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Where does your culture come from? Definitions of culture from the dictionary include “the behaviors and beliefs characteristic of a particular social, ethnic, or age group” and “the sum total of ways of living built up by a group of human beings and transmitted from one generation to another.” The United States is made up of many diverse cultures and ethnic groups which results in a fusion of cultures. Some groups remain separate from the larger culture, but typically their children developed a mixed-heritage way of life, balancing between their parent’s culture and the American culture at large.

Traditionally the ingredients of culture might include a unique style of music, unique-historical clothes, religion and its included practices, parenting styles, expected familial and gender roles, and a community to practice all these things in.

Modern secular society comes in stark contrast with these ingredients. One by one:

Music is no longer a product of culture in the United States, it is a product, largely technological, sold to make money.

Clothing is an ongoing development of styles, taking from many traditions, but focused on profit and the effort to get you to keep spending, out with the old, nothing stays on the shelves so buy now.

Religion is old-fashioned and man-made. Science is truth. Tolerance is the new religion and as such traditional religion should not be publicly practiced because it might offend others and offense is the greatest sin against the religion of tolerance.

Out with the traditional family. Most children are born and raised in family structures other than two-parent intact households.

Gender roles are socially constructed. Gender is socially constructed and fluid. Therefore any roles typically attributed to one gender is a limitation of that gender’s potential and should be negotiated.

What community? From rural to city to suburban, by and large we no longer know our neighbors. Since religion is out, community won’t be found there. Don’t trust your neighbors. Most likely someone you know will be the one to harm your children in lasting and traumatic ways.

The definition includes a note of transmitting culture. If culture is derived from religion, the motivation to transmit comes from a motivation to evangelize. If culture is derived from ethnic heritage, the motivation to transmit, while here in the United States comes from a desire not to lose one’s history in the melting pot that is middle America. But families begin to intermarry, as is good and the American way, and when a child’s ethnic heritage consists of ten different regions, the family begins to pick and choose which culture they identify with most. In the Greatest Generation, those who were young during the Depression and fought of World War II, there was a spirit of American conformism. Men and women changed their more ethnically sounding names to fit in. It must be a white, Protestant culture, so the sentiment went. If you didn’t conform, you were out of luck and so you were excluded.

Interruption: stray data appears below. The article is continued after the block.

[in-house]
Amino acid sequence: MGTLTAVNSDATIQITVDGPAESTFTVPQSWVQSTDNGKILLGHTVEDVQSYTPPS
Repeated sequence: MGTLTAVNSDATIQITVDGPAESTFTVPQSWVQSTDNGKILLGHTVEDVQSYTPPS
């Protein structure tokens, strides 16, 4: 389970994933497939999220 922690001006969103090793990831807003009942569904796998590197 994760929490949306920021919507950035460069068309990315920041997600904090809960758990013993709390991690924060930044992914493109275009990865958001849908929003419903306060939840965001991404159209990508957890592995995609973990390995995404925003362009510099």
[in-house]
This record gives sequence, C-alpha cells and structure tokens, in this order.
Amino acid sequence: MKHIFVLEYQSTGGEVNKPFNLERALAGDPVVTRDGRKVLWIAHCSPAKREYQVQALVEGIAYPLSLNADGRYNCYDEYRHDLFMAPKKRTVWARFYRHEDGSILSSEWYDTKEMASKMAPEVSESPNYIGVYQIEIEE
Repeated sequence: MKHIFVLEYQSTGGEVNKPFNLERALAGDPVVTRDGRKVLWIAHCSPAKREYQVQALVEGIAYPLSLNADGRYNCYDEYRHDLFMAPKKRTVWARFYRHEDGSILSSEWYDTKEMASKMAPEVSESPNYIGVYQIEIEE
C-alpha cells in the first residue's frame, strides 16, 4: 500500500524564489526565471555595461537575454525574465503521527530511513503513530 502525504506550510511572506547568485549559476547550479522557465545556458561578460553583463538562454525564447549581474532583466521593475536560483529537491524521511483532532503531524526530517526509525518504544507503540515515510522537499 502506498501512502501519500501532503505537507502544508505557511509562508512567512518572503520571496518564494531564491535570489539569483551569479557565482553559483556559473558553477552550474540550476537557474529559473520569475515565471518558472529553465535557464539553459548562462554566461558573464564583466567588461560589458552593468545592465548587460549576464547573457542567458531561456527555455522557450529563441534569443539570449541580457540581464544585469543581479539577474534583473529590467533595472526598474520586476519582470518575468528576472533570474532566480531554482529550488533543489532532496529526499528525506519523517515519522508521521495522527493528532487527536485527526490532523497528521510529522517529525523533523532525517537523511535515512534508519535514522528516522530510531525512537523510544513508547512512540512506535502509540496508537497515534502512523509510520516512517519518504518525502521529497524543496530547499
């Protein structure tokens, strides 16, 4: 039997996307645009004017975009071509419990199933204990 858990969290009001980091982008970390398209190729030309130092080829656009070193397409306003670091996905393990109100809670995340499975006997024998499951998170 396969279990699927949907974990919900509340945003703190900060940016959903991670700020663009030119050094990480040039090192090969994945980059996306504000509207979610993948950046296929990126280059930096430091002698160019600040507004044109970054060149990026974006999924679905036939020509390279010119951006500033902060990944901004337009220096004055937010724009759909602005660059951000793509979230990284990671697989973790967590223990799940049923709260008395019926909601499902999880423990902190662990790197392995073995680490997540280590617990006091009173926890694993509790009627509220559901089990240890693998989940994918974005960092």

Now we have a different movement at place. Cultural guilt is a real thing. In the US, in general, there is such an amount of guilt over the treatment of minorities, that now the sentiment is less “who has less color/who is native born (go to the front of the class)” and now more, “who can be more diverse,” or “who has more color?” So it seems to me the heritage that might have been passed down through white European decent is thrown into a box labeled “white” and nothing more.

Many elements of our modern society wipe out traditional ingredients and sources of culture. We are left with a vacuum. What takes place then?

As Archbishop Chaput indicated in his recent Erasmus lecture, “democracy isn’t just ‘allied’ with modern technology; it depends on it.” In practical terms, this means that the entertainment industry is the most powerful manufacturer of public opinion. Politicians themselves acknowledge this fact by spending vast amounts of money to buy space in the media and in the craven pursuit of celebrity endorsements at election time (Carl R. Trueman).

If we do not make an effort to build up the culture, to preserve our cultural heritage, to seek a way to transmit cultural practices to future generations, then something must take its place. What else is there?

Since the strongest community for the young is an internet community, and much of what the young spend their time doing (social media) is driven (behind the scenes) by profit seeking, the young are, knowingly and unknowingly exposed to advertising. What is not a product of advertising? Thanksgiving becomes a holiday meant for shopping. The Christmas season, now the generic holiday season is about Santa and shopping (in school it is about Santa, elves, Elsa, and presents). People sigh helplessly and how stores push holidays earlier and earlier, but where else do we gather with people for leisure if not in the marketplace when the churches are out of the modern equation?

We should not give up hope. We can take a conscientious stance on culture, holding onto and transmitting traditions from our past, adopting new traditions that incorporate the sentiment we hope to pass on.  There is a fascinating movement attempting to retake culture through the green movement, organic products, home farming, diy projects. It is anti-corporate. It practices subsidiarity, operating the most local level possible.

Some will fight for culture, those in religion, but then even those not in religion who see something being lost in the bland marketing playground of American society. I am eager to see what happens. I think that the transcendent aspect of religion acts as the glue to bind it all together. What is the core value of the secular millennial movement? It is not the rebellion that captivated the 60’s and 70’s. It is something more. I await the revelation with bated breath.